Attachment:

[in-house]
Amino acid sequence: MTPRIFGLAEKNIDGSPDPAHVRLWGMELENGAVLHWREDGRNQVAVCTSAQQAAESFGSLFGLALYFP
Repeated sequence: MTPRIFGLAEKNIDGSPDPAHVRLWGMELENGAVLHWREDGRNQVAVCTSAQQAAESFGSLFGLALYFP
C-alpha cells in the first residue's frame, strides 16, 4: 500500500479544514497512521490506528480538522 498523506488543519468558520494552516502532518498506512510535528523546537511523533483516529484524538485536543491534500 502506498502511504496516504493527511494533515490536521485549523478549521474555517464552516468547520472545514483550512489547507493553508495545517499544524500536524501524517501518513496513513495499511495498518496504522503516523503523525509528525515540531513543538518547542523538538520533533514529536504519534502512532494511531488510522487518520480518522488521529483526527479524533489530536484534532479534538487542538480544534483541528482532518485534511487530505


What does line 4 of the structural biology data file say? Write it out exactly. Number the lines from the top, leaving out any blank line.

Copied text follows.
C-alpha cells in the first residue's frame, strides 16, 4: 500500500479544514497512521490506528480538522 498523506488543519468558520494552516502532518498506512510535528523546537511523533483516529484524538485536543491534500 502506498502511504496516504493527511494533515490536521485549523478549521474555517464552516468547520472545514483550512489547507493553508495545517499544524500536524501524517501518513496513513495499511495498518496504522503516523503523525509528525515540531513543538518547542523538538520533533514529536504519534502512532494511531488510522487518520480518522488521529483526527479524533489530536484534532479534538487542538480544534483541528482532518485534511487530505